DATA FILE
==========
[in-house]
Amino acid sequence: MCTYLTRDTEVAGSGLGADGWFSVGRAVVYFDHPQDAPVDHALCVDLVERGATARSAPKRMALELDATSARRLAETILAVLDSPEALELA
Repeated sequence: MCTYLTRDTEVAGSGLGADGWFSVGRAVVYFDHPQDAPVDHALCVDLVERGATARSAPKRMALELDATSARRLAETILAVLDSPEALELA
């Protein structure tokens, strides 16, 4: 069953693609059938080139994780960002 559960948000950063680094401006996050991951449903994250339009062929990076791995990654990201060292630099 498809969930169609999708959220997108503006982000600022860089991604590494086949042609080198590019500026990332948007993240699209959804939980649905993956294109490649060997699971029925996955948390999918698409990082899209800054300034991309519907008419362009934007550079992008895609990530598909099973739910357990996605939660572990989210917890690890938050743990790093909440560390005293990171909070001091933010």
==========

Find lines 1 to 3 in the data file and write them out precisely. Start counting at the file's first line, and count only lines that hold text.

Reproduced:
[in-house]
Amino acid sequence: MCTYLTRDTEVAGSGLGADGWFSVGRAVVYFDHPQDAPVDHALCVDLVERGATARSAPKRMALELDATSARRLAETILAVLDSPEALELA
Repeated sequence: MCTYLTRDTEVAGSGLGADGWFSVGRAVVYFDHPQDAPVDHALCVDLVERGATARSAPKRMALELDATSARRLAETILAVLDSPEALELA